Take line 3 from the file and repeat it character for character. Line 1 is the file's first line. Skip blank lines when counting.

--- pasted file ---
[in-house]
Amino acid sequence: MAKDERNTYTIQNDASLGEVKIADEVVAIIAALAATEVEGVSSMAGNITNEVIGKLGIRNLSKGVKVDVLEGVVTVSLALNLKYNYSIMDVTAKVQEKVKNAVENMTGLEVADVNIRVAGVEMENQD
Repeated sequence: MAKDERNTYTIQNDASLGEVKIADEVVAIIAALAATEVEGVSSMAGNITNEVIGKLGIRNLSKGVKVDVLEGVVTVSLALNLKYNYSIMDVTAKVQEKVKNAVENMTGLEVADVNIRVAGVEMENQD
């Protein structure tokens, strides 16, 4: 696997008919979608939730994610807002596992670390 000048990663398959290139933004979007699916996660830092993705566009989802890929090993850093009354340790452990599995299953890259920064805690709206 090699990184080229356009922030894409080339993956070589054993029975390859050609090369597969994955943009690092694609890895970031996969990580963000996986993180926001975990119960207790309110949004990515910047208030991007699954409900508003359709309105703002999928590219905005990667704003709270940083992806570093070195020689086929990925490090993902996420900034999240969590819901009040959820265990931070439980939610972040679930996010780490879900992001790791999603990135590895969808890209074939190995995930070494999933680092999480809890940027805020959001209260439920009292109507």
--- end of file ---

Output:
Repeated sequence: MAKDERNTYTIQNDASLGEVKIADEVVAIIAALAATEVEGVSSMAGNITNEVIGKLGIRNLSKGVKVDVLEGVVTVSLALNLKYNYSIMDVTAKVQEKVKNAVENMTGLEVADVNIRVAGVEMENQD